clock menu more-arrow no yes mobile

Mets Season Review

Jerad Eickhoff was bad, but he’s not the one to blame

He’s a very easy target, but the fault goes far beyond a guy making 5 appearances.

Jacob deGrom was again the best pitcher in the world before injuries set in

The Mets were lost without their ace.

Aside from dugout fireworks, Jeff McNeil was boring in 2021

Despite being one of the most productive offensive players in the game over the past few seasons, McNeil provided little offensive value to the Mets this year.

Dominic Smith left a lot to be desired in 2021

Smith went from an MVP caliber season to a bat off the bench in a year.

J.D. Davis suffered through an injury plagued season in 2021

The righty was bothered by a hand injury through much of the season.

The Mets made a Dick Mountain out of a Rich Hill

Sure, he wasn’t the best arm traded at the deadline, but he sure was the oldest.

It was a tale of two halves for Taijuan Walker in 2021

Walker made the All-Star team for the first time in his major league career. Alas, there was an entire second half of baseball to play after that.

Miguel Castro was solid in middle relief for the Mets in 2021

Like much of the 2021 Mets bullpen, he had his rough patches, but was otherwise reliable.

Brandon Nimmo was pretty good when on the field in 2021

The always smiling centerfielder was one of the Mets’ best offensive players when healthy.

David Peterson’s 2021 proved to be a sophomore slump

Some great starts and some terrible starts combined for a mediocre result.

Pete Alonso was one of the Mets’ most consistent performers in 2021

Because of his prodigious rookie year in 2019, one could even argue he was probably underrated this season.

Yennsy Díaz pitched for the Mets in 2021

The other pitching Díaz didn’t fare as well as his higher-paid teammate

Queens was the most successful destination for Billy McKinney in 2021

McKinney played for 3 different teams this year, and the Mets were the only one he was actually productive for.

Francisco Lindor’s debut season with the Mets was solid

Lindor struggled mightily at the plate early but recovered.

Seth Lugo was not quite his normal self in 2021

The 31-year-old had some struggles this year after elbow surgery in the beginning of spring training.

Brandon Drury was a solid bench piece for the Mets in 2021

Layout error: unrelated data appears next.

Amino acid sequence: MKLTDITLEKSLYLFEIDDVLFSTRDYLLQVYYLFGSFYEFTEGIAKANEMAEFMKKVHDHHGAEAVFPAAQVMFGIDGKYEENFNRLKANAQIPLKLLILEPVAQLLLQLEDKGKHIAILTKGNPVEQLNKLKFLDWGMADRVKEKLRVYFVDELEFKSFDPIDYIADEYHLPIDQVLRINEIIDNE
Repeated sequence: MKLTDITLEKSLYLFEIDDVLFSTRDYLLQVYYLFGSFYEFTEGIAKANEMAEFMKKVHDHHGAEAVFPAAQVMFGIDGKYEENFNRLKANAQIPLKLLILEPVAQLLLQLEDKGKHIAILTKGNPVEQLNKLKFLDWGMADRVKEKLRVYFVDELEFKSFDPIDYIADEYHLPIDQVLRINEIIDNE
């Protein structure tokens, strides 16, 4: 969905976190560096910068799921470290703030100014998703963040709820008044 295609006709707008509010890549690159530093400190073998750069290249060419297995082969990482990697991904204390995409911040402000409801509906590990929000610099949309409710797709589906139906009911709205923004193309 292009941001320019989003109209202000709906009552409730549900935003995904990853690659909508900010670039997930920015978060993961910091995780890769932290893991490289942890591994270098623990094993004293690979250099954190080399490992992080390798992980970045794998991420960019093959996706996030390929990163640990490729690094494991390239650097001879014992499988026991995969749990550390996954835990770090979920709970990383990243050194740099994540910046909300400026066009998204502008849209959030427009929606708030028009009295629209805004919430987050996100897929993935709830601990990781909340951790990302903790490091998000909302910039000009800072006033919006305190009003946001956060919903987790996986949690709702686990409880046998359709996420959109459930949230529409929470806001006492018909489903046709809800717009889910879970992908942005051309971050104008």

The utilityman delivered some key hits when the team was struggling.

Trevor May pumped out the content and pumped the fastballs by hitters

May had a solid season out of the bullpen while also continuing his heavy online presence.

Tomás Nido played well enough to stick around

Nidoking proved himself the team’s (backup) catcher of the future

Aloha, and then Aloha, and then Aloha, Mr. Hand

Brad Hand had a very, very strange 2021.

Javier Báez was productive, controversial, exciting, and frustrating

In other words, he was Javier Báez.

The Stro Show was one of the main attractions for the Mets in 2021

Stroman fought vibe vampires and poo poo takes to put together one of the best seasons of his career.

Aaron Loup was outstanding for the 2021 Mets

The lefty was the team’s best reliever

Drew Smith had a good season bookended by bad injury luck

Though his season was cut short, Smith showed a lot of potential.

Joey Lucchesi had a promising, but injury-shortened, season

The Mets lost the lefty in June after he underwent Tommy John surgery.

Injuries stalled an otherwise fine season for Luis Guillorme

Guillorme played well when not hurt

For a brief but glorious time in 2021, Mazeika Magic was the talk of the town

The catcher made his mark early in the season during the time when the Bench Mob ran things.

2021 was the year that Cookie crumbled

Carrasco was hindered by injuries early on, and never really found his footing in his first year in Flushing.

Jeurys Familia’s improved pitching did not translate into results in 2021

Familia pitched better than he has in years with one big exception

James McCann was a gamble that did not pay off

McCann came to New York and immediately reverted back to being the player he was in Detroit.

Albert Almora Jr.’s time in New York was brief and unspectacular

His offense was as advertised—which is to say, non-existent—but his defense was solid.

Conforto came up small in what may have been his final season with the Mets

Conforto’s possible swan song in New York was extremely out of key.

Tylor Megill’s debut season was a rookie rollercoaster

The epic highs and lows of major league baseball, as experienced by rookie starter Tylor Megill.